1. This site uses cookies. By continuing to use this site, you are agreeing to our use of cookies. Learn More.

.475 draws blood

Discussion in 'Handguns: Revolvers' started by coyotehitman, Mar 29, 2013.

  1. coyotehitman

    coyotehitman Well-Known Member

    It was big gun day. I broke out the Desert Eagle and 475 Linebaugh Monday with some stout loads to sight in and prepare for my trip to Alaska. Things were going well until I let one of the other patrons shoot it. Despite being told to hang onto it, it jumped up and bit him in the forehead creating a good sized gash, then got dropped (luckily only suffering a small ding). Anyway, 20 rounds into it I called it quits with the Linebaugh. There is just something about having an expensive revolver dropped that makes your day take a 180 degree turn. I don't think I'll be as willing to let the next guy experience the Linebaugh.

    Anybody have any favorite loads for the 475 in grizzly country?
    Last edited: Mar 29, 2013
  2. 22-rimfire

    22-rimfire Well-Known Member

    You do have to hang onto those big bore revolvers until you get used to the recoil. Nobody likes a gash in the forehead. Steel and skin/bone aren't a good mix.

    Wander over to Handgun Hunter Magazine forum for your 475 loads. Since I have little practical experience I won't make any serious recommendations. But the experts are there every day.
  3. coyotehitman

    coyotehitman Well-Known Member

    I felt bad for the guy. You could see the confidence drain out of him as the guys gathered to see what had happened. His man card took a hit too when the guy he was with told him he better stick to his 9mm. I'll check out that site, thanks for the info.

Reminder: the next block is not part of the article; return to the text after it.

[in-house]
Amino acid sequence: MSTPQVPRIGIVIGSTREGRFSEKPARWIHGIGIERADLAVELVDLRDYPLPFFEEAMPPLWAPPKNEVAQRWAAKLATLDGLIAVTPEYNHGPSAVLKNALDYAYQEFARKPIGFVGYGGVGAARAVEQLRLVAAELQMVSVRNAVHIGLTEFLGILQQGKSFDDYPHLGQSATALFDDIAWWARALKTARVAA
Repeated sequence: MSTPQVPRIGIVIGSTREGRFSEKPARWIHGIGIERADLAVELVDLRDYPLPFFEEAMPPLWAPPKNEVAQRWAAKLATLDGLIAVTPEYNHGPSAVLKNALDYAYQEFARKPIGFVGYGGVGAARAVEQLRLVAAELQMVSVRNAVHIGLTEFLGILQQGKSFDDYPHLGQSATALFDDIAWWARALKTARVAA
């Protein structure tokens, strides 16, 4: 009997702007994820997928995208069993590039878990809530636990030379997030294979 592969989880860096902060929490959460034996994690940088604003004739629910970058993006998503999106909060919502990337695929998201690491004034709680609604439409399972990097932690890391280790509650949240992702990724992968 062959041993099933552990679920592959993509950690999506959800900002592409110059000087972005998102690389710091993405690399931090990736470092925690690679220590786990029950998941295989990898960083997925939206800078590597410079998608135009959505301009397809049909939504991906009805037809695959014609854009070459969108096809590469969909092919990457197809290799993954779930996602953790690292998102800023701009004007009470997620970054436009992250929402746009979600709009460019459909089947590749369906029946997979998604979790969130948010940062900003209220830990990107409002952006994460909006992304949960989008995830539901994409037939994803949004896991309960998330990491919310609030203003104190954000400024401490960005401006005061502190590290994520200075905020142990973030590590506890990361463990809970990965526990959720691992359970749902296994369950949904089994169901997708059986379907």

4. buck460XVR

    buck460XVR Well-Known Member

    Sorry to hear about the ding in your firearm. I've let many folks shoot my .460 X-Frame and it has yet to hit anyone in the head, nor have they dropped it. This includes women and my youngest son when he was 13 and weighed 95 pounds. All worked their way up to it with .357s and .44s and I was sure they could handle it before they were allowed to shoot legitimate .460 loads. Your friend needs his man card pulled.
  5. CraigC

    CraigC Well-Known Member

    I know what you mean. Personally, unless I knew they were familiar with the big sixguns, I wouldn't let anyone shoot it.

    Well, there's a significant difference between a 4½lb S&W .460 and a 43oz .475.
  6. buck460XVR

    buck460XVR Well-Known Member

    Yes there is. But that pound and a half it is not the reason a grown man hit himself in the head and dropped the firearm. If it is, then there is a problem with the firearm itself and the cartridge it is chambered for. I don't believe the fault was with the gun. I believe it was the fault of the shooter and his inability to control the gun. Odds are it probably woulda happened had he been shooting an X-Frame. You are welcome to differ.
  7. MikeJackmin

    MikeJackmin Well-Known Member

    Sounds like you need a lanyard for that gun.
  8. CraigC

    CraigC Well-Known Member

    I agree but if you've never fired a 2½lb .475, you probably don't know what to expect. Obviously a gun that recoils less and is double the weight is less likely to be a problem. Grown men who grew up shooting .44's and .45's often have trouble mastering the .475 with full loads. That is, 430's@1350fps.

    What loads were you using when your 13yr old son was shooting your .460 and what was the barrel length?
  9. silicosys4

    silicosys4 Well-Known Member

    If someone knows this about their gun, and I'm sure the OP did, why would someone let a person unfamiliar with heavy recoiling firearms fire their admittedly expensive, heavy recoiling gun?

    Why are they not instructing them properly first as to what to expect?

    Sounds like two lessons were learnt, and an unfortunate ding earnt.
    Last edited: Mar 29, 2013
  10. murf

    murf Well-Known Member

    the 475 linebaugh is built on a single-action bisley frame. that design is meant to rotate in your hand when fired. the s&w double-ation frame design is meant to push straight back into your hand.